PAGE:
Jewfem Blog

And another gift today, a glorious poem from Elke Weiss

In addition to the gift I received last night in the form of an unambiguous reminder of how and why I am where I am, I also received this beautiful poem from Elke Weiss. Wow.   A Poem for Elana  by Elke Weiss She asked them.  How long will I wait for women rabbis? They told her to wait. Wait just a little longer, and while you do it, serve chicken soup and smile because everything is wonderful. How long will I wait to see Agunot free? They told her it would happen soon. Another five years. Ten years. Just wait a little longer. And make sure to look pretty while you wait.  How long will I wait to have women be equal? They told her to be grateful for the curtains and the rules and the diamond ceiling, and enjoy the golden cage and chains, because confinement was a gift.  How long will I wait to have the abuse against women be addressed? They told her to understand that things take time and look at all the tiny victories and shouldn’t be happy to have grape juice, why ask for wine? How long will I wait till you hear me?  They told her to be invisible and small and helpless, and to be a passive victim, and to bear the burden of honor, while having none of the honors herself.  How long till you realize you care more about image than substance? They told her to think of her great grandparents, and think of her family and think of the community and think of everyone but herself, like a good Jewish woman.  So she told them farewell and walked away.  They asked her how could she be so ungrateful and think of the Torah and think of her great grandparents and think of everyone but herself, because tradition mattered.  And she told them.  No.Elke Weiss, WOW. I have shivers from this. Thank you !!!

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How internet trolls are destroying women's creative work: Guest blog by Elke Weiss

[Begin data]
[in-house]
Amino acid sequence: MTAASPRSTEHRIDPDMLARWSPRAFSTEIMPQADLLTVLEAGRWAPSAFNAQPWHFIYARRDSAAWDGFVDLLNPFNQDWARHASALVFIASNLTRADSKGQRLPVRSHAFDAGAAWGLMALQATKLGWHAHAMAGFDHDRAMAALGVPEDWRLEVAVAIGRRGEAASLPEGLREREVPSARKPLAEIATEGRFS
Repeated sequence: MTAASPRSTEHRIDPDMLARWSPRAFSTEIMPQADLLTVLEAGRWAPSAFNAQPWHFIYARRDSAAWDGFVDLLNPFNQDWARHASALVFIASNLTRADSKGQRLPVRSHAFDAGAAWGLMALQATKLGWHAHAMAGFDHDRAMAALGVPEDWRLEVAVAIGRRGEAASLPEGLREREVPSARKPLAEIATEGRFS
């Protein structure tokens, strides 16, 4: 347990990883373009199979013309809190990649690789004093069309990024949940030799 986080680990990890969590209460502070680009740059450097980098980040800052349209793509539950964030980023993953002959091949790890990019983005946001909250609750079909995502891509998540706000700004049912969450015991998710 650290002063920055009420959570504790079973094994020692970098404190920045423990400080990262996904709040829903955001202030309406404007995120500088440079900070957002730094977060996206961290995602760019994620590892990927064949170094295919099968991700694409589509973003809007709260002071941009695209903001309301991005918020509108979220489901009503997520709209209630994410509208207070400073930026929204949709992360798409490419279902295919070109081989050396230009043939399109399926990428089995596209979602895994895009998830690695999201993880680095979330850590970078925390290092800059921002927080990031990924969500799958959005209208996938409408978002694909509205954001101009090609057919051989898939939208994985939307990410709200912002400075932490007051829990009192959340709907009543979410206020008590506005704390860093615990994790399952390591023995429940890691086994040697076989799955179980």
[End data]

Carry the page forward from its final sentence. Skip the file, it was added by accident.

Trolls no longer live under bridges. In today’s age of the Internet, anyone with a fake name, a keyboard and far too much time on their hands can spend their time posting insults and harassing writers.  According to an unscientific but still illuminating yougov.com poll, 30% of men have admitted to trolling online, as compared to 18% of women  And while all people suffer, women have an especially vicious gauntlet to navigate when creating an online presence.   I was trolled yesterday on the question and answer site, Quora. I’m a blogger, who writes about Israeli politics, agnosticism, Jewish feminism and Marvel Comics. (Guess which one doesn’t get me hatred?)  Around 20 questions were posted about me, and more than half were directly gendered. It fascinated me that the insults that came up over and over again was that I was “fat” and “ugly” and “no man would have me.” Comments about my sex life and my weight were posted over and over again, including questions about how I “gorged” myself on food.  I admit it, I briefly considered shutting down my account. I knew that as I got more followers and more attention, I would become even more targeted. The internet can magnify a small amount of people into an angry mob.  At first, I was reduced to tears, but the gendered insults instilled in me in a sense of rage.  Why was the worst thing to say about a woman was that she wasn’t pleasing to a man? If this piece of trash was going to insult me, why pick those?  It hit me hard that to a small but vocal minority, questioning my desirability is a way to put me in my place. I might be a well-known writer with over 17,200 followers, and two advanced degrees, working on my dream project, but anonymous trolls can still attempt to reduce me to “How much does this woman please men?” Is that the worse they can say about me? I must be doing something right.  As of now, Quora has done nothing to help. Because of the anonymity feature, there is no way to track my abuser and the form email I got advised me to block the person. Problem is? I can’t block anonymous people, since I have no idea who they are. Even if I could block them, another fake account can easily take its place.  I should be able to ignore trolls, but the constant abuse wears away at women. Friends of mine have been trolled and have reduced their public writing, because putting themselves into the fire is just too exhausting. Women are prevented from getting a platform, for fear of reaching a level of fame that will invite abuse and scorn from keyboard warriors. No single comment is significant, but it’s a death of a million paper cuts. Male friends on Quora are dumbfounded by the hate. Of all of the ones I asked, none has experienced the language I have endured.  And the trolls...

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